Don Brash says Auckland Mayor Phil Goff's decision not to let far-right speakers use council venues was wrong, and is part of a group that's raised $50,000 to take the council to court.
Free Speech Coalition consists of 10 academics, lawyers and former politicians from "across the political spectrum".
The group was formed in response to Auckland Mayor Phil Goff's decision not to allow Canadian far-right figures Stefan Molyneux and Lauren Southern speak at council venues.
Now that the group has raised $50,000, Free Speech Coalition's official website says they will be going ahead with legal action to "defend free speech".
Speaking to Wendyl Nissen on RadioLIVE, Dr Brash says the issue is part of a wider argument around freedom of speech.
"If free speech is only permission to say something nice about something no one much cares about, it's not really free speech at all," he said.
"I think Phil Goff was entirely wrong to say taxpayer or ratepayer funded facilities cannot be used by people whose views he disagrees with."
- Auckland 'alt-right' event cancelled due to 'health and safety'
- Winston Peters would've let controversial far-right speakers into NZ
He says he's not familiar with Mr Molyneux or Ms Southern, who have been accused of hate speech for their views on Islam, feminism and gender.
"I don't know what their views are, I've never heard them speak, I've never heard anything they've written," he says.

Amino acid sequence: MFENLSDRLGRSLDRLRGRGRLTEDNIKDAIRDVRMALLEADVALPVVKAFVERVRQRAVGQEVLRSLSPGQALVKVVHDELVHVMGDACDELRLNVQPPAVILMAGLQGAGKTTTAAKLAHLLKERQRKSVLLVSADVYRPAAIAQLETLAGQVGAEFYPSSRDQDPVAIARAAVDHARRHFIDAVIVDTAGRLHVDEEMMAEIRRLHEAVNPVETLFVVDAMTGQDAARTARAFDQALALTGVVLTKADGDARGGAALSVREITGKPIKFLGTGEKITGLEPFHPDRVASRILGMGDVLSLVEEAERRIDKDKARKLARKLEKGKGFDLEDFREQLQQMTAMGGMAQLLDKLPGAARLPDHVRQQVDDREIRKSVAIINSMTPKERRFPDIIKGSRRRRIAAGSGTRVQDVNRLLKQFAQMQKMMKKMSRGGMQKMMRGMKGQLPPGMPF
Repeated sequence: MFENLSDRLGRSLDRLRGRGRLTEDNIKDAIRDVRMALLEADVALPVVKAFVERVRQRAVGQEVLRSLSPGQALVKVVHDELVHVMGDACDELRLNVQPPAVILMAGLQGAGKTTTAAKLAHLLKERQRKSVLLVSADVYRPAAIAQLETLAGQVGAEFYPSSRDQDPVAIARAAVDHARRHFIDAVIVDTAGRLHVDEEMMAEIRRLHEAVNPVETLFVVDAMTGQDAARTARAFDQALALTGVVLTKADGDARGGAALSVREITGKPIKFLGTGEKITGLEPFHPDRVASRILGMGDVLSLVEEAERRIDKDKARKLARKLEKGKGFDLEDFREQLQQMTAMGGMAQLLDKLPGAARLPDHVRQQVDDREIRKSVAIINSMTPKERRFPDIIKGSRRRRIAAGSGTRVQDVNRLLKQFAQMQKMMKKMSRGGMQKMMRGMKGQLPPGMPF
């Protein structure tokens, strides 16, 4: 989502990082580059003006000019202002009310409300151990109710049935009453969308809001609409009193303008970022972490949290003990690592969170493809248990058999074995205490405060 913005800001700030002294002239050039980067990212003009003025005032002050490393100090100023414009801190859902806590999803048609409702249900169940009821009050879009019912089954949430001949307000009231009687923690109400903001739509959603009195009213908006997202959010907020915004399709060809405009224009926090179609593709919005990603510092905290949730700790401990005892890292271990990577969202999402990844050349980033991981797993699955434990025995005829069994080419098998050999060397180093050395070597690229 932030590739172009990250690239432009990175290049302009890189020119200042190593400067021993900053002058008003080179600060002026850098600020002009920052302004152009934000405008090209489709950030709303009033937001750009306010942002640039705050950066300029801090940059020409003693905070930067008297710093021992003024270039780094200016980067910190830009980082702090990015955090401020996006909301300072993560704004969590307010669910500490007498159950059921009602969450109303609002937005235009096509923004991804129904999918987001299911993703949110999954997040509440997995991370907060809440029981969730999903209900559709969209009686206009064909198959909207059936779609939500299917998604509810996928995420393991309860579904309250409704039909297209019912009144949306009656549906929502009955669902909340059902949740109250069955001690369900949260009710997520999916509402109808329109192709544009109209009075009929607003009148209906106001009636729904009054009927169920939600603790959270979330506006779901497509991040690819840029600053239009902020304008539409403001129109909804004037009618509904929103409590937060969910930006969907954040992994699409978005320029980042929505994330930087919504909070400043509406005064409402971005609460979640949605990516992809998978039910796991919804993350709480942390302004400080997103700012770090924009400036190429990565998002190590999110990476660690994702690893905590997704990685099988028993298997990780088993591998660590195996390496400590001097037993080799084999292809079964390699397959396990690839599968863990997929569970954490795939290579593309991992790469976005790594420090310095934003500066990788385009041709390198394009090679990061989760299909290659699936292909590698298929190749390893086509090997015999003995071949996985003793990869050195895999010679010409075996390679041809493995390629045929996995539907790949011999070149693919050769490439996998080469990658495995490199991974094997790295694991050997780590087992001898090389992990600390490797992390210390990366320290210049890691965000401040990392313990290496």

"Presumably they cannot say, 'Please go and kill somebody' because that would be illegal. But if they say 'we don't like particular groups', well that's free speech. I think they should be allowed to say that."
Dr Brash says he's wary of condemning certain opinions as hate speech.
"It is a perfectly accurate statement to say that in the Koran, gays are to be executed - simply stating that as fact should surely be allowed," he explained.
"It's quite a different thing to say therefore we should do something awful to Muslims. They're two different things."
He says Free Speech Coalition includes people associated with left-wing politics, such as commentator Chris Trotter - not just right-wing figures like himself.
RadioLIVE host Tony Amos agreed with Dr Brash's views, saying that to allow politicians to "dictate" who can and can't speak at public facilities is "moving into very dangerous territory".
"I don't want to be 'protected' from what I may hear by a politician," he says. "That's not the role for my parliamentarians or my local government."
Mr Amos says the line keeps shifting in regards to what opinions are deemed acceptable.
"It's all very well to express good sympathy or empathy to protect people who may be vulnerable, but when it comes at the expense of everybody's freedom to say what they believe or what their opinion is, that's worse."
He claims New Zealand already has good legislation that protects people from being attacked, and that we don't need more.